A couple of days ago the Christian News Network published an article on evangelical atheists taking to the streets to convert believers. This seems to be one of many campaigns increasingly being organized by “evangelical” atheists—the most famous perhaps being the bus campaign.
Yet it strikes me as very odd that atheists would do this.
Don’t get me wrong. From an evolutionary perspective, it makes good sense to try to increase the size of your peer group while diminishing the size of opposing groups. That way, when they inevitably try to stab you with pointy sticks or bash you with rocks, you have a better chance of survival, and your genes will continue to be propagated instead of theirs.
So that isn’t what I find odd. What’s odd is that this isn’t what seems to primarily motivate evangelical atheists. Rather than evangelize because they want to make more atheists, they seem to do it because they think believers should stop being wrong.
Now admittedly not all atheists are evangelical. Probably not even most of them. But those who are all seem to have the same fundamental shtick: there is something wrong with religious belief, so we ought not to “do it”. Think of people like Richard Dawkins, who describes belief in God as a delusion, or the ex Christopher Hitchens, who described religion as poisoning everything. They seem to have two related beefs with religious belief—but the second beef is what really motivates them:
- Religious belief is factually wrong
- Religious belief is ethically wrong
Why is religious belief ethically wrong?
From a Christian perspective, I think there is considerable warrant to agree with atheists like Sam Harris when they express outrage at religions like Islam, which really do “poison” everything they touch with violence, misogyny and anti-Semitism. And I can even sympathize with atheists who believe that Christianity promotes injustice with regard to issues like homosexuality (although of course I disagree with them).
But atheists don’t seem concerned merely with stamping out those kinds of religious beliefs. I’m sure they see liberal Christianity, which supports homosexuality and egalitarianism and so on, as more benign than orthodox Christianity. But they definitely don’t see it as entirely benign. They seem to want belief in God itself entirely eliminated.
In my experience, the reason for this is not ultimately because of some effect that belief in God has on society—but simply because belief in God is factually wrong.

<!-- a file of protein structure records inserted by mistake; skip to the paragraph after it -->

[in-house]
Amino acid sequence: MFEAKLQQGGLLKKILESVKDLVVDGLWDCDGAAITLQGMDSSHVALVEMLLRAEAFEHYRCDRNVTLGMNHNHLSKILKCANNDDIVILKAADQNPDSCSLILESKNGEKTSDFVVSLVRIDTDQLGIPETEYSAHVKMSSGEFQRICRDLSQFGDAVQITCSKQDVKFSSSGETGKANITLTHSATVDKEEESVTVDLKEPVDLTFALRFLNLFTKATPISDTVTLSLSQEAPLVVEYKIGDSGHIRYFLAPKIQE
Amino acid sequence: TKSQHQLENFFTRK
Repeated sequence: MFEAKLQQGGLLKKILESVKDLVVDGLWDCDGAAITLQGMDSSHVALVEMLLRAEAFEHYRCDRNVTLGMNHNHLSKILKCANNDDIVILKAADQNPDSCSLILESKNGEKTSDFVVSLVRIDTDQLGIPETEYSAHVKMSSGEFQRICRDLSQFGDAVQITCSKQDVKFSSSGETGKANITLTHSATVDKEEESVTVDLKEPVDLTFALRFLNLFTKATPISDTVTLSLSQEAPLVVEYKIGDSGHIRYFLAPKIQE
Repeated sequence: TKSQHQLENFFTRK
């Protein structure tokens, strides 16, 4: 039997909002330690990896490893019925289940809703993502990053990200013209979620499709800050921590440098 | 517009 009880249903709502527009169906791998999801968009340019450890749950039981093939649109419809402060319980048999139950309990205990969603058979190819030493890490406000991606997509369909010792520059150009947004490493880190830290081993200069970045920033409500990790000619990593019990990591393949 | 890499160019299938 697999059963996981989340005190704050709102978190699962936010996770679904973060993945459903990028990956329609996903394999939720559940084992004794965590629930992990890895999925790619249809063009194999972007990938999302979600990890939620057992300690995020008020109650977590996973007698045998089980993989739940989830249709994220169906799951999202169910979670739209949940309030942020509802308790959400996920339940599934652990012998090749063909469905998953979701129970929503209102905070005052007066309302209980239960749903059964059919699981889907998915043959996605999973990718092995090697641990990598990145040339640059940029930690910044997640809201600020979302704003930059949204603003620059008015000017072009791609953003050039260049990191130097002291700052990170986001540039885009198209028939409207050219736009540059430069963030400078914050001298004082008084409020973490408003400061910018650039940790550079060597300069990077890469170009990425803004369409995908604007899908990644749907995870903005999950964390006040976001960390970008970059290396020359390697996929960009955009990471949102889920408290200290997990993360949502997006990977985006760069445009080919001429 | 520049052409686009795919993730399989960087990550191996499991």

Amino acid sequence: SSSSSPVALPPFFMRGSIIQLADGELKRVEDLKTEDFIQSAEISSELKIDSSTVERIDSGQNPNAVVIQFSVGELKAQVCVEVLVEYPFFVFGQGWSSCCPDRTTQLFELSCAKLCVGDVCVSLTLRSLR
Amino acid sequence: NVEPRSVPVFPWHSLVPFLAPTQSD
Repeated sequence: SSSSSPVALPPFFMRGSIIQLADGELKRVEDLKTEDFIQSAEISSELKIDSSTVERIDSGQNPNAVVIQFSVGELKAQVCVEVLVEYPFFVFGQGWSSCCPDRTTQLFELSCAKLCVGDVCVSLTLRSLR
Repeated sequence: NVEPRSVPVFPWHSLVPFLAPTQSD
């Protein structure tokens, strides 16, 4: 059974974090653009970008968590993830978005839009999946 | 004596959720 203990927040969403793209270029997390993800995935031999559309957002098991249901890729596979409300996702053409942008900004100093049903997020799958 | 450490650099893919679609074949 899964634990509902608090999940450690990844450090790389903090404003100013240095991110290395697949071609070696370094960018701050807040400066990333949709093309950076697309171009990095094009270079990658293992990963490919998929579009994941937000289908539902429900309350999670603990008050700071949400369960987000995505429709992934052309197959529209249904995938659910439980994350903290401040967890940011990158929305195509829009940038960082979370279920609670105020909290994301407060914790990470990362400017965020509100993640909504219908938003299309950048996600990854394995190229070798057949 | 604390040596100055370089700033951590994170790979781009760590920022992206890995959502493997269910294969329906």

In other words, item (2) above actually flows from item (1), something like this:
- All people have a duty to believe what is true, and disbelieve what is false
- Atheism is true and Christianity is false
- Therefore, all people have a duty to believe atheism, and disbelieve Christianity
A Christian like me, of course, agrees with premise (i). I just disagree about (ii), so I come to a different conclusion on (iii). But my agreement with (i) is based on the notion that we are created by a God who is truth, who designed us to know truth, and who obliges us to believe truth.
So what puzzles me is, why would an atheist believe something like (i)? What is the explanation for this truth-believing duty we have? To whom is it directed, on what grounds is it established, and on what authority is it enforced? That’s how duties work: they are owed to persons because of some morally legitimate claim that person has on our actions, with a morally legitimate authority backing up the claim.
Obviously we can’t owe duties to evolution. Even if evolution were “interested” in truth rather than survival (which it is not), it is an amoral and non-personal process.
The only alternative available seems to be that we have a duty to other people to believe what is true (and presumably those people have the same duty to us). But this seems only marginally less absurd than having a duty to evolution. Imagine that I believe gnomes are stealing my socks. It is just bizarre to imagine that I am thereby violating a duty to every single person in the world, or even every single person in my country, or every single person I happen to know.
Moreover, what would ground this duty? Why would we have a duty to other people to believe the truth? Certainly it is not because they say so. Most of them do not say so. If you want to believe in sock gnomes, what difference is it to me? I don’t think even most atheists would care to claim that I am violating a duty to them by believing something false—even if it is as significant a false belief as believing in God.
We can go further. A legitimate duty is one with a moral authority behind it capable of enforcing it. But who, exactly, is going to enforce the duty to believe what is true? Atheists don’t typically engage in citizens’ arrests and march Christians down to the nearest police station, because they realize they’d probably get in trouble. There is no authority under atheism that enforces the duty to believe in truth; but there is the authority to enforce penalties against harassment and wrongful arrest. But if there is no one in our society with the moral authority to enforce the duty to believe the truth, then in what sense is it a duty? Doesn’t it just become something that atheists want us to do?
But why should I care what an atheist wants me to do if there is no moral obligation on me to do it?